Thursday, June 28, 2007

We're Havin a Heat Wave...

We’re having a heat wave. It’s summer so it’s not a surprise but it also magnifies the need to learn important New York rules. When it’s very hot people everywhere (tourists in particular) can be incredibly irritating-- especially when they are not following the rules that every New Yorker knows, without having to be told.

In Honor of a True Heat wave....

Here are just a few:

When you are ride on the subway, and of course want to find a seat, no matter how tempting it is, you never get on a car that looks empty. There are two reasons for this. The first is that the air-conditioning is probably not working on that car—which is why it is empty. The second, (I hope there are not people reading this who are related to New York derelicts because I don’t want anyone to be offended by this reality), the smell of someone who has not bathed in months, maybe years, is intensified in the heat. And, because they have no place to go—they find comfort on an air-conditioned subway car. Trust me it’s not someplace you want to sit.

When you get on the subway you never stand in front of the door. This is an enormous No, No. You stand to the side and let people off the train before you take one step on to the car. Just today, Jordan spent twenty minutes venting about a three second event – and she was right to do so. It seems that when the train stopped at 50th Street, this enormous guy got right on and stood in the middle of the door preventing all the people who wanted to get off from leaving, forcing this hearty young man to hurl himself against the guy and the door and reopening the passage so the people who desired to do so—could get out.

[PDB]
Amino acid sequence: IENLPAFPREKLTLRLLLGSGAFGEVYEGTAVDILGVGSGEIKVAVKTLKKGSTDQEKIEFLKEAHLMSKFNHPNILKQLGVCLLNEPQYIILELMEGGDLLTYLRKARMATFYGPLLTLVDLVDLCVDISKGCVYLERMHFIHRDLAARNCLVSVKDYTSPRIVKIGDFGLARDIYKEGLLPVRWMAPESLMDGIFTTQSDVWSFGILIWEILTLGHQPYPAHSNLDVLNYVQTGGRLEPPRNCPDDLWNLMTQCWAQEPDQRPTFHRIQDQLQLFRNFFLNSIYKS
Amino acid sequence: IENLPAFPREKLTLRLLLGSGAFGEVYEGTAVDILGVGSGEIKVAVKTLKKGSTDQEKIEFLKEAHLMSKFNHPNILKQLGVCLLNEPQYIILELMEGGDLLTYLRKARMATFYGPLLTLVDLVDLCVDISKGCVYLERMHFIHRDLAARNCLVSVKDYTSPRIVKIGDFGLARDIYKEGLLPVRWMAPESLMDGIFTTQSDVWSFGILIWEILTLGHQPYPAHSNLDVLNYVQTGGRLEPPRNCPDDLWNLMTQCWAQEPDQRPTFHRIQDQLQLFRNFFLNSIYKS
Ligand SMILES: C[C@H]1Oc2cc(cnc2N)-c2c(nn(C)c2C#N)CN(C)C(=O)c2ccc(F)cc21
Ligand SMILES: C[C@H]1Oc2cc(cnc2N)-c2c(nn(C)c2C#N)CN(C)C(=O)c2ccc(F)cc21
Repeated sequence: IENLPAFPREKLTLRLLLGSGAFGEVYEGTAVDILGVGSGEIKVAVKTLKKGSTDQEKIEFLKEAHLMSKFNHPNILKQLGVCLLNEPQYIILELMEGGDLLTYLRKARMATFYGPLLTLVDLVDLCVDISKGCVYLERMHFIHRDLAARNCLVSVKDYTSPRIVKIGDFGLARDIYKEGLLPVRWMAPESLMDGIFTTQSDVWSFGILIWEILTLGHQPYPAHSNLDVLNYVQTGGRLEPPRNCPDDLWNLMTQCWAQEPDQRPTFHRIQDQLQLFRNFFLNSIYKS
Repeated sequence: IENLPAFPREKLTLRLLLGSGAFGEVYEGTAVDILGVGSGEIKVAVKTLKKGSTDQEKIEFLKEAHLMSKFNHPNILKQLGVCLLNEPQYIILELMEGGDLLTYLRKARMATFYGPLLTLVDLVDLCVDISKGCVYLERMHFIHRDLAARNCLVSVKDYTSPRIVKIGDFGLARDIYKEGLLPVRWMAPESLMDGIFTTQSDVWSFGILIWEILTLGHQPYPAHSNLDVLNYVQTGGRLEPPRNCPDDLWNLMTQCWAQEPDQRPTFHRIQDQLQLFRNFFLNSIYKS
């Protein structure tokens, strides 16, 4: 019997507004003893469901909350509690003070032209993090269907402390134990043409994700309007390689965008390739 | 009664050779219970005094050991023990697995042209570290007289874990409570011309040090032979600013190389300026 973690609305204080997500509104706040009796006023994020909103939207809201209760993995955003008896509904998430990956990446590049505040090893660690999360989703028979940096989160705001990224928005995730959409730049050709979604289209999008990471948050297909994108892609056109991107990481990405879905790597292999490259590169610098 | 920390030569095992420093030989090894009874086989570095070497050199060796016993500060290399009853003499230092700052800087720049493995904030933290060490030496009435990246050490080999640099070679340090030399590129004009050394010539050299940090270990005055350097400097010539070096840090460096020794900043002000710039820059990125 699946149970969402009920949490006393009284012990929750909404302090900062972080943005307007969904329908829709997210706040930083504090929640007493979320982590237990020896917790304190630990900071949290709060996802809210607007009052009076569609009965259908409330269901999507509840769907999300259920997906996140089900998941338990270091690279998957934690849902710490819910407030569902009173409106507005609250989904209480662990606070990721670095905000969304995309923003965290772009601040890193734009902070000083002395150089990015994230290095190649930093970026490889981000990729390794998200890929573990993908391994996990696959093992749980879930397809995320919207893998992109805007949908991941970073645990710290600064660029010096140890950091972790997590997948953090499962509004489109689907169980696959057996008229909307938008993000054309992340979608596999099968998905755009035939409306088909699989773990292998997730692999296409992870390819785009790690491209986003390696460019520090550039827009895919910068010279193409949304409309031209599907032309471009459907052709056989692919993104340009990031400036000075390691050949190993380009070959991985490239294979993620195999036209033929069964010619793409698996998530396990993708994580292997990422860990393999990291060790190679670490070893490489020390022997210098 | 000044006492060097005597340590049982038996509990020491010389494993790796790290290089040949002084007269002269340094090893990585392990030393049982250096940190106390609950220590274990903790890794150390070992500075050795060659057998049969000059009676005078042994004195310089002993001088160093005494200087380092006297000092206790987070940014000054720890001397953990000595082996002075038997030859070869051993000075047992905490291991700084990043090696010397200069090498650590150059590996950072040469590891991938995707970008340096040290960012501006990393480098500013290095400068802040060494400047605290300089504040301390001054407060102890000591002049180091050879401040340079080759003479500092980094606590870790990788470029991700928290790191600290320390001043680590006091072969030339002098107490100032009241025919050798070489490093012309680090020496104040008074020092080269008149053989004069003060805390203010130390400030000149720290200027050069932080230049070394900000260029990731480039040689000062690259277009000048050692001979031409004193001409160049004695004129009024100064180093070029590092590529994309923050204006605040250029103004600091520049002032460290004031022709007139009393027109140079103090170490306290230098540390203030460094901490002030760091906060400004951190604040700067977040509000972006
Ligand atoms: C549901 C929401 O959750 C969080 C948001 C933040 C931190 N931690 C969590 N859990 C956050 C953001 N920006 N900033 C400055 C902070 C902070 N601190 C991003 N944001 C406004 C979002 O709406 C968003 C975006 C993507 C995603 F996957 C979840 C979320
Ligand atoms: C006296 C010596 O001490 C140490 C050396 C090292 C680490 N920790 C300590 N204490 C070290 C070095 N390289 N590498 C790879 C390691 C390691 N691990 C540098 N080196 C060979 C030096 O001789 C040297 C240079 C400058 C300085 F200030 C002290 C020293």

When you are riding on an escalator – especially in a public place, you never and I mean never, stand to the left. People walk to the left. If you choose to remain in one place you stand to the right—thereby leaving a passage clear for those who wish to remain mobile. It’s the New York version of driving on the right and passing to the left—except in Massachusetts where everyone drives in the left hand lane and the only possibility for passing is in the right, which is against the law in many states especially Connecticut. I can remember when I was in graduate school and we had no money, I never considered myself poor until I moved to DC and lived in a Fiat 128 station wagon, I would drive eight miles from Waltham to Boston everyday. Sometimes I just ignored the tolls because in those days there were no cameras, but that’s another story. Anyway, I would drive intending to stay in the right and pass on the left, but everyone commuting to Boston was in the left and totally backed up—so I drove in the right lane, pretty much unencumbered by traffic.